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Our Coffee-Can Savings: Journey of a Thousand Miles
By Vicki McClure Davidson
My daughter and I have decided we want to save up to go on a trip to England and Ireland. With the tight budget our family is under (and it appears that it will get much tighter before it gets looser), affording such a trip is daunting. And, maybe a bit of a pipe dream to some people.
But I've always adhered to the ancient Chinese proverb of "The journey of a thousand miles begins with the first step." So, we've been saving in little bits. Day after day, little bits. It's our journey, made of many, tiny steps.
Slowly but steadily, it's starting to add up.
We took a large coffee can, made a rectangular slit in the plastic lid, and pasted a label on it that says "Vicki and Lacy's England and Ireland Trip." Our coffee can makes it real for us, makes our goal seem more tangible. Every so often, I like to rattle it to hear all the coins.
Teaching children to set goals and then take consistent steps, no matter how small they appear, to achieve that goal is a valuable lesson. Much of the financial distress our nation is now experiencing is due to the lack of patience, the need for instant gratification. Rather than save towards something, too many people opted to take out loans that were far too big for their incomes. They chose to whip out the plastic credit card rather than have enough cash to spend. Their impatience and lack of a financial plan has backfired in a horrifying, regrettable way. My heart goes out to them, because some years ago, we were also in a financial sinkhole.
I was taught to not spend what I didn't have. But who really listens to such wisdom the first time around? So, fresh out of college, I did what most young adults do: become over extended with credit card balances. The balances grew, but nothing catastrophic happened, so I made my payments, opened more new accounts, and saved absolutely nothing. But, boy, I sure did have a great wardrobe in those days, and I never stayed home on Friday nights or weekends.
And then, in the 1990s, when the economy went south, my husband was unemployed for a long time, and we nearly lost our house and fell behind on our bills. We sought help from a credit counselor, learned many ways to prune our expenses, renegotiated our house loan, planned a budget, and started the horrible uphill battle of paying off our credit cards.
We were able to stop the foreclosure on the house and we still live here today. Well-intentioned friends encouraged us to file for bankruptcy, but I knew that was the cowardly way out. There were many days I secretly longed to do it, but a little voice inside me just wouldn't let me give up. I prayed a lot, too, for the strength to continue.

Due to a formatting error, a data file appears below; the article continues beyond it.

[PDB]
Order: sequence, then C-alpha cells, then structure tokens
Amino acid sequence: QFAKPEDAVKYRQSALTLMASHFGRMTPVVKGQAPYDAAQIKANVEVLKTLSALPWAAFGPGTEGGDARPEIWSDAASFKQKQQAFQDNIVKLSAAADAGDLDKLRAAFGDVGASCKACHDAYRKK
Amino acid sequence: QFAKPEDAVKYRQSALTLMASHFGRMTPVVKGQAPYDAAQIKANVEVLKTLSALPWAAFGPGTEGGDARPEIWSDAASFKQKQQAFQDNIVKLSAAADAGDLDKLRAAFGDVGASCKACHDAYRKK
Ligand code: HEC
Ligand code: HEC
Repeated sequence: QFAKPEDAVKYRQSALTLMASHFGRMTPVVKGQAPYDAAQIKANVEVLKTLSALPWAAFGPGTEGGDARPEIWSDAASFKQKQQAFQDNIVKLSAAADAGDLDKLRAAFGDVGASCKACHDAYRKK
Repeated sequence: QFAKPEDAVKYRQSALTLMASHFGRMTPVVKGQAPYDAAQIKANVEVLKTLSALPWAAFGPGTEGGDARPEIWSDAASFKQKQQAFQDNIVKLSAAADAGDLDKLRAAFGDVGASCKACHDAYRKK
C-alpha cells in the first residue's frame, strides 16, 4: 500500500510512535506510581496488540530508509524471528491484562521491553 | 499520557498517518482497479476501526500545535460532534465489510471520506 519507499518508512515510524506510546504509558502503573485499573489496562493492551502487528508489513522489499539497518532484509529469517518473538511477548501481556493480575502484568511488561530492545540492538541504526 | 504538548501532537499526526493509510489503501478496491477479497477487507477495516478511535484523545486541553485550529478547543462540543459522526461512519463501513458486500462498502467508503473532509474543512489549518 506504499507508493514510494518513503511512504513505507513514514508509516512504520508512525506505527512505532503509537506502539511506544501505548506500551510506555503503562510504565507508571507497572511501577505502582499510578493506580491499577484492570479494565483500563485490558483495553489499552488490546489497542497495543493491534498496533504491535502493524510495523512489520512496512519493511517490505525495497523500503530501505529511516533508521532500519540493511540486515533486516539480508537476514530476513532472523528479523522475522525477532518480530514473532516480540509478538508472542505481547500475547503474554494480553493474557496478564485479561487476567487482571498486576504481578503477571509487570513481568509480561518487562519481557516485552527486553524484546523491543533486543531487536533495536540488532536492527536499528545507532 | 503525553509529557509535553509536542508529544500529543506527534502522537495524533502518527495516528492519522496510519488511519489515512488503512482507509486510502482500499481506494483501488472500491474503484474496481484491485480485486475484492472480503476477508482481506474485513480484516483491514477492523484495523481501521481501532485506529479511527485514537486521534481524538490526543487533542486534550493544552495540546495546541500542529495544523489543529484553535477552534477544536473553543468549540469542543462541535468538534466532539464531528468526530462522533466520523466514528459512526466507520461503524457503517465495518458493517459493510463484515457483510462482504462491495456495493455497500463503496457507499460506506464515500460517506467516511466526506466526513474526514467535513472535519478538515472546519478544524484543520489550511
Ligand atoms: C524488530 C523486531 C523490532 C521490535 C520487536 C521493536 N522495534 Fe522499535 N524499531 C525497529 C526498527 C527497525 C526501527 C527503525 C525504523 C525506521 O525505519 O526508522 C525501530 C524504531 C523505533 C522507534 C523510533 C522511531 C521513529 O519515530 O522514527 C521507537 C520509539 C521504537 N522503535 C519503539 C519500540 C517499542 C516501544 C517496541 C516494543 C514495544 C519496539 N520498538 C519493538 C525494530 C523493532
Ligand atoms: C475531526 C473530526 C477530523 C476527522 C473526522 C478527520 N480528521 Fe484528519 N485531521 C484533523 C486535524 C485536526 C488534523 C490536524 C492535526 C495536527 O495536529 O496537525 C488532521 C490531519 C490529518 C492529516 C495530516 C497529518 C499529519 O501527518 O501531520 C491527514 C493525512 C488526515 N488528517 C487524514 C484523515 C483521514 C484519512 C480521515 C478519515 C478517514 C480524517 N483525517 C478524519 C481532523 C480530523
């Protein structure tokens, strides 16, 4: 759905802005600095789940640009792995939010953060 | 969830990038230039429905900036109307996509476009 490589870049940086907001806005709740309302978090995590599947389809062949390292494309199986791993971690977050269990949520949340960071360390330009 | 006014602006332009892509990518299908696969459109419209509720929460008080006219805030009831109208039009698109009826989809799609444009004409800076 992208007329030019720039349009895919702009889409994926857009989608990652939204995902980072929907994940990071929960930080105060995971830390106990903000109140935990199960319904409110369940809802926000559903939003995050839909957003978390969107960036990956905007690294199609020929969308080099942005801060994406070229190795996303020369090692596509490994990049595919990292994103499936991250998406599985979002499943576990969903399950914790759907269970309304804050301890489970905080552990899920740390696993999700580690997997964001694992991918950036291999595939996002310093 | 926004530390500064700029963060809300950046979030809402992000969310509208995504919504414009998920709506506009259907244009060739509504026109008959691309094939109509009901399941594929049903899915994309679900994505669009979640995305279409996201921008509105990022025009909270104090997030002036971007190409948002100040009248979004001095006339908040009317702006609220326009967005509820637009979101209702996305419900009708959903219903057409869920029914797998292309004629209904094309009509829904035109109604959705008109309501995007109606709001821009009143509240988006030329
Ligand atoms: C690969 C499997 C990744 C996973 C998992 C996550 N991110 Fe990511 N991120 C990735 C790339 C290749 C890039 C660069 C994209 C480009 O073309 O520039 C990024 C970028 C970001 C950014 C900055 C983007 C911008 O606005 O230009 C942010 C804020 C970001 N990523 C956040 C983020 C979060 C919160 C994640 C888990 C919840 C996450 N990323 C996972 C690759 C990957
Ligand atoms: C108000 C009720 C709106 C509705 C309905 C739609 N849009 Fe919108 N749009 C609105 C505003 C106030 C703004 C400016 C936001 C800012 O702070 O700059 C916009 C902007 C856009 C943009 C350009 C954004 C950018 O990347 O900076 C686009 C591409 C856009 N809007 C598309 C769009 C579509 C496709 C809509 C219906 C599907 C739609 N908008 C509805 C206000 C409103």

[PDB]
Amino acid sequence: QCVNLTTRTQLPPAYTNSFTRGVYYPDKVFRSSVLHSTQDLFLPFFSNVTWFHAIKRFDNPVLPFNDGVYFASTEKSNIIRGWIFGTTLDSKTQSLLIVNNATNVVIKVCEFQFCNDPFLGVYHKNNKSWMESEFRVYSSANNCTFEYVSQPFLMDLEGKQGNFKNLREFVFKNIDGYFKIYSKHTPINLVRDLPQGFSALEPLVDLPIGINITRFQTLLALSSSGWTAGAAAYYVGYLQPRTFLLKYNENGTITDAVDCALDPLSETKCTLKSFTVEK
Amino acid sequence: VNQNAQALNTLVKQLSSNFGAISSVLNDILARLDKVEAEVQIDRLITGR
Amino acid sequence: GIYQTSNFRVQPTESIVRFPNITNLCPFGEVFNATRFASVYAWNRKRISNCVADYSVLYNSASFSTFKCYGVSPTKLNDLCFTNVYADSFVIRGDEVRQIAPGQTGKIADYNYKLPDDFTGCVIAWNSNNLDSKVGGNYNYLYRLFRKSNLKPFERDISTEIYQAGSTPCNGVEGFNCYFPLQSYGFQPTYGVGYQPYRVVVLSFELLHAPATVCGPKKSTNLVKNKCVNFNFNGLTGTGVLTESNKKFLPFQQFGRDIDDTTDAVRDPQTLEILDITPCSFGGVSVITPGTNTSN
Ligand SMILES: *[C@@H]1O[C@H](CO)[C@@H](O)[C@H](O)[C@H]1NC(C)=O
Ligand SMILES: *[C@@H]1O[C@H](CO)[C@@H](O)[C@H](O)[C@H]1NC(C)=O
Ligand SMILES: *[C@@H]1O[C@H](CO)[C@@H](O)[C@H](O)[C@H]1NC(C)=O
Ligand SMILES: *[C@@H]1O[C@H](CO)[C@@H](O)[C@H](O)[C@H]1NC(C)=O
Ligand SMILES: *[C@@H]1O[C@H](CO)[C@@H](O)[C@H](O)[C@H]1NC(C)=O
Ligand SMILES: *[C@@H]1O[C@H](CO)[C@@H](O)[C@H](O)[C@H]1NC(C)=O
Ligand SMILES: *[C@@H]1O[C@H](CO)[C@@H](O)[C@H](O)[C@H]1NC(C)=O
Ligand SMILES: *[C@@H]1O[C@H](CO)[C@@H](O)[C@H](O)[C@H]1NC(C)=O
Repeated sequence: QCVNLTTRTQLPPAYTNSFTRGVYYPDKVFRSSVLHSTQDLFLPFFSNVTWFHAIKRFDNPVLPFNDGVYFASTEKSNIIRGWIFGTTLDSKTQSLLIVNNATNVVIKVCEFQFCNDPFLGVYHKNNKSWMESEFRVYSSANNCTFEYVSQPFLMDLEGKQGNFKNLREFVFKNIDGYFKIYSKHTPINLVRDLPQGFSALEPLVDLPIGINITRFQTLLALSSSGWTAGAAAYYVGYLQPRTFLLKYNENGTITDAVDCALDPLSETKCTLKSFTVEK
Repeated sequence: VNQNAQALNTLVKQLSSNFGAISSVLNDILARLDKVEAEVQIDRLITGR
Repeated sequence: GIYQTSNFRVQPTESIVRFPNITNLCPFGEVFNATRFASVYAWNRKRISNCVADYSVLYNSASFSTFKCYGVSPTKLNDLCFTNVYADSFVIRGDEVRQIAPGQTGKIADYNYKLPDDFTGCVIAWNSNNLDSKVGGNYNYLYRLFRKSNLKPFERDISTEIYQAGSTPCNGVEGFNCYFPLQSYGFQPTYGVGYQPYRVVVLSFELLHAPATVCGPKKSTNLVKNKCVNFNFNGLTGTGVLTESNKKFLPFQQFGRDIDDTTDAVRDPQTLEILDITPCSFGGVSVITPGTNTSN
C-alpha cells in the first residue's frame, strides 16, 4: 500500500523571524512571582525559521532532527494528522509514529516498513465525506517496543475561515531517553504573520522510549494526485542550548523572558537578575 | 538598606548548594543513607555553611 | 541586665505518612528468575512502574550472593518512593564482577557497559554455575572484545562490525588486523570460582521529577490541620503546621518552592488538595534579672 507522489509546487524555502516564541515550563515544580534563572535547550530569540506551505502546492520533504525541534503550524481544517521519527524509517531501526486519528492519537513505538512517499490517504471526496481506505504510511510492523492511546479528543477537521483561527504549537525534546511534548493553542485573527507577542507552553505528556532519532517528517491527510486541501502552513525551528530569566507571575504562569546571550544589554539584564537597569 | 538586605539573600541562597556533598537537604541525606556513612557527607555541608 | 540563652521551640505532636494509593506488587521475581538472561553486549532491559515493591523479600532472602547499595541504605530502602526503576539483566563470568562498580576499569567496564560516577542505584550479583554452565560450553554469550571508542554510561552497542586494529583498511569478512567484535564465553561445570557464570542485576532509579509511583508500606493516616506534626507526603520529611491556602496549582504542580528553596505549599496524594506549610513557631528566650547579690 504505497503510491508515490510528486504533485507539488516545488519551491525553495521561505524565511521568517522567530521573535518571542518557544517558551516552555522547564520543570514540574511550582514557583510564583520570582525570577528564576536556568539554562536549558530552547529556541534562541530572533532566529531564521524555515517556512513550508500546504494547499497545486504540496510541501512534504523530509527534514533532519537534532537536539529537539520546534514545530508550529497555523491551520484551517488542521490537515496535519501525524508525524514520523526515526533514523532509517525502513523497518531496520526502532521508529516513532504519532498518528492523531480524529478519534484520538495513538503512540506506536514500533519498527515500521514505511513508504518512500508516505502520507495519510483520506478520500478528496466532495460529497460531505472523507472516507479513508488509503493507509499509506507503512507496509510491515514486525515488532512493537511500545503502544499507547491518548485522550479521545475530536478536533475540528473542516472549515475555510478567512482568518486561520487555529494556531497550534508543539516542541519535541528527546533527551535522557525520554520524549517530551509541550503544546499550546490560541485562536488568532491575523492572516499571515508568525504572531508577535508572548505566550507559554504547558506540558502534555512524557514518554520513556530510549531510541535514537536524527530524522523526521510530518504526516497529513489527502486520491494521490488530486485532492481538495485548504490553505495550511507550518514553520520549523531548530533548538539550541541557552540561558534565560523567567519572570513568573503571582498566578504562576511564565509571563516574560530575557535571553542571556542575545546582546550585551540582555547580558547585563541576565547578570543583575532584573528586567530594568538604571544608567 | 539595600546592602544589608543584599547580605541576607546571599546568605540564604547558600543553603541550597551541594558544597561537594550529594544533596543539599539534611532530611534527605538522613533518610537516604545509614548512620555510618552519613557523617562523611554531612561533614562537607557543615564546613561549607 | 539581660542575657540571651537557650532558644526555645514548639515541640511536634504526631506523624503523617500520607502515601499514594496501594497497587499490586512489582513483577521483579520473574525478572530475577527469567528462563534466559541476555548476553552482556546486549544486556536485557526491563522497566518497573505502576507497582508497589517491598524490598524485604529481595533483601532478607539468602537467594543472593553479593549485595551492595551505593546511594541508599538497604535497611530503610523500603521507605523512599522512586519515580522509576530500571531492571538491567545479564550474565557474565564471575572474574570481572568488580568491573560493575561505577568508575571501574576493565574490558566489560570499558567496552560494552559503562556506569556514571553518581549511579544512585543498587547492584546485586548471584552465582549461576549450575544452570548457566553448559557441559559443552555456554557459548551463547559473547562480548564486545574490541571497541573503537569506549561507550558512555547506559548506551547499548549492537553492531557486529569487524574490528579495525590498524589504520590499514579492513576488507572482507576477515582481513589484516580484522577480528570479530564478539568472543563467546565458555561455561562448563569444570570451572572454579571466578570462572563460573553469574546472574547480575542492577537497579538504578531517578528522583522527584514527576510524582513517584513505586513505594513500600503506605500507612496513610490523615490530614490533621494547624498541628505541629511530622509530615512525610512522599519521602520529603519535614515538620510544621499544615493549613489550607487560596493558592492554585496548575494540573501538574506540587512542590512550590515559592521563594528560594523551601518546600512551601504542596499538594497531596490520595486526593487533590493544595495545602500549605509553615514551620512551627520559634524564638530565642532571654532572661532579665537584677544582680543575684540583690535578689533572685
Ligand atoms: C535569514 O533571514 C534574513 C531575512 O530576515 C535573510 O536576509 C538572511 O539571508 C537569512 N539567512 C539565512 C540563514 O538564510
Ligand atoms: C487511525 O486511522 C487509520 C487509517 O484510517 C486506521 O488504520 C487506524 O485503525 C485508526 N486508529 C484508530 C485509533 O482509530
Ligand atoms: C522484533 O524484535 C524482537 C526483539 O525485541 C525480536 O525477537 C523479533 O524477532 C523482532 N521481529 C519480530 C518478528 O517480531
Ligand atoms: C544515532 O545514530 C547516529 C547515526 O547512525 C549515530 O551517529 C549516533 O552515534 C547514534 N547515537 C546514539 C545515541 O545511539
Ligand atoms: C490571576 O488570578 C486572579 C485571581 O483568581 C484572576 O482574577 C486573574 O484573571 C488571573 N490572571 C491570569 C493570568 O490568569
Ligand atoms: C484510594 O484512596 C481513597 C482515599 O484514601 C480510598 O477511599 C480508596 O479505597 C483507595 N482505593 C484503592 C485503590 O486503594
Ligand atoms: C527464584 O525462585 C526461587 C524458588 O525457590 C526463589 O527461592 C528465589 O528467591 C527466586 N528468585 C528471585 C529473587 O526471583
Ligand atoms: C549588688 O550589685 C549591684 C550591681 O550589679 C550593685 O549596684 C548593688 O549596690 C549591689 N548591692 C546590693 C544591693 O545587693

It took years to do, and it wasn't easy, but I no longer have any credit card debt. Nor do I have any credit cards. I've been on a cash-only, frugal-minded path for many years now.
A harsh, scary lesson for us, but once it was learned, I will never go back to living like that. Having nasty collection letters fill the mailbox and creditors phoning all the time was unnerving and stressful and oppressing. We didn't sleep well for a very long time. But, the worst is now behind us.
And, as a result, I've learned to save like a focused squirrel.
I've learned that if you save just $5 per week out of your paycheck, which is a pittance, you will have $260 in cash saved in a year. Save just $10 per week and you will have $520 saved in a year. Cutting out non-essentials is imperative to build savings. Does this mean you have to do without? Have to tighten your belt? Have to evaluate what you're spending your money on and make adjustments?
You betcha it does.
You must spend LESS than you bring in to build any kind of savings. You must spend LESS than you bring in to be on the plus side in your bank account ledger. Simple math.
I've passed on this simple, but often ignored, knowledge to both our children. I'm hopeful that they are listening so that when they're adults, they won't repeat the mistakes we made.
My daughter and I aren't sure when we're going to be taking our UK trip, but we're confident that it will happen. We've not stopped adding to our coffee can, even with the massive government bailout and the Freddie Mac/Fannie Mae horrors and who-knows-what tomorrow. We are staying the course.
With doom and gloom in the news smacking Americans daily in the forehead like a baseball bat, I'm sure many families are struggling far worse than we have struggled. The mental stress is consuming, the financial impact a nightmare.
But, I'm confident—I really am—that the financial climate WILL get better. It will just take a lot of time. We need to be frugal, to be patient, to be responsible. We need to learn from this and not repeat the same mistakes once prosperity returns. We must not behave like id-driven, greedy children, buying things we want but can't afford nor need to survive. We must get a grip on our wasteful behavior.
We need to reconnect with our values and be better examples for our children, who, no doubt, are quietly watching and learning from us.
Overall, we must become better stewards of our money.
And, in the meantime, my daughter and I will faithfully add change and dollar bills to our savings coffee can, even if it is in small steps.
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